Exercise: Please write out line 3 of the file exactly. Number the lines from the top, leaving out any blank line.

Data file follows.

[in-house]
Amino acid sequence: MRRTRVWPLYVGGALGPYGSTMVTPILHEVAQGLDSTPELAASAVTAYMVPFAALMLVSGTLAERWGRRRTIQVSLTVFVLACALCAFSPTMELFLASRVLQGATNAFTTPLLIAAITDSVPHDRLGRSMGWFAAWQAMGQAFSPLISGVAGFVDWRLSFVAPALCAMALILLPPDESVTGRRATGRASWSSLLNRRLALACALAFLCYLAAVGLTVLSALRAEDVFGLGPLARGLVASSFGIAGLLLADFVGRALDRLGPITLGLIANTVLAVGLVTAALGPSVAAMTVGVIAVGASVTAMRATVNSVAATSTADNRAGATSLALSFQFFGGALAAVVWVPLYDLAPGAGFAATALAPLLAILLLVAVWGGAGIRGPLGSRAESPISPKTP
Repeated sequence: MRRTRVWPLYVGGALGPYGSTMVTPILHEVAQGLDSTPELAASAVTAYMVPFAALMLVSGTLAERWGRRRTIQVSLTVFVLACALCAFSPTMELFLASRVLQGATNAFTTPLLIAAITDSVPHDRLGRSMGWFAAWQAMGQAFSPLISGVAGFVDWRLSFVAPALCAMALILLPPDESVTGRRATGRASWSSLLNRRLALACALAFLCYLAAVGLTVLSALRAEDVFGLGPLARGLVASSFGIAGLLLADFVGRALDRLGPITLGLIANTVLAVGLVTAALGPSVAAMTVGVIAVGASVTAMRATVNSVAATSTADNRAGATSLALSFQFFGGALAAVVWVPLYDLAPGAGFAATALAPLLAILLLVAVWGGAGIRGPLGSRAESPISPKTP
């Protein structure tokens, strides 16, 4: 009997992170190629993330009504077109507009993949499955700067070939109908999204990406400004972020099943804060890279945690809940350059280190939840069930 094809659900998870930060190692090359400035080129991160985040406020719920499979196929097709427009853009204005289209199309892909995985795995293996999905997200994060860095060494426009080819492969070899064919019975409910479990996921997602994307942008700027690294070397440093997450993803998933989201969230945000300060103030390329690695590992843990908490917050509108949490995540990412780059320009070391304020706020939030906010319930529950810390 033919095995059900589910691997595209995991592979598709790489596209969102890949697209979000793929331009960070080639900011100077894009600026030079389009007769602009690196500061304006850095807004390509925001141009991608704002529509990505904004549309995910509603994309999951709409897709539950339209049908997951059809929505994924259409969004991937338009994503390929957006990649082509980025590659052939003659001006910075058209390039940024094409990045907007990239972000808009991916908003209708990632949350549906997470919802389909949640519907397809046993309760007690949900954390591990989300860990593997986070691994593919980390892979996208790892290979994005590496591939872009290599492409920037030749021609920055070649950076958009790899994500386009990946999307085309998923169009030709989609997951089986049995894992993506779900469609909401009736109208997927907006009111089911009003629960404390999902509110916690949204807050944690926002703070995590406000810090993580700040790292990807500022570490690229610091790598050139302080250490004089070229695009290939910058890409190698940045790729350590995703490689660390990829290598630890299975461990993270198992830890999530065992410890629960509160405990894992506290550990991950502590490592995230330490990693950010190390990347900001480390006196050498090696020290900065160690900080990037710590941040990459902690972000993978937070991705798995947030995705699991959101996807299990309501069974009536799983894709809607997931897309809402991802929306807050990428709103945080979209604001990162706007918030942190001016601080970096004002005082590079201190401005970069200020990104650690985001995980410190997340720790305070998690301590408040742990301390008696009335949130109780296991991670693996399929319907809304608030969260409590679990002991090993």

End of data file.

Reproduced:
Repeated sequence: MRRTRVWPLYVGGALGPYGSTMVTPILHEVAQGLDSTPELAASAVTAYMVPFAALMLVSGTLAERWGRRRTIQVSLTVFVLACALCAFSPTMELFLASRVLQGATNAFTTPLLIAAITDSVPHDRLGRSMGWFAAWQAMGQAFSPLISGVAGFVDWRLSFVAPALCAMALILLPPDESVTGRRATGRASWSSLLNRRLALACALAFLCYLAAVGLTVLSALRAEDVFGLGPLARGLVASSFGIAGLLLADFVGRALDRLGPITLGLIANTVLAVGLVTAALGPSVAAMTVGVIAVGASVTAMRATVNSVAATSTADNRAGATSLALSFQFFGGALAAVVWVPLYDLAPGAGFAATALAPLLAILLLVAVWGGAGIRGPLGSRAESPISPKTP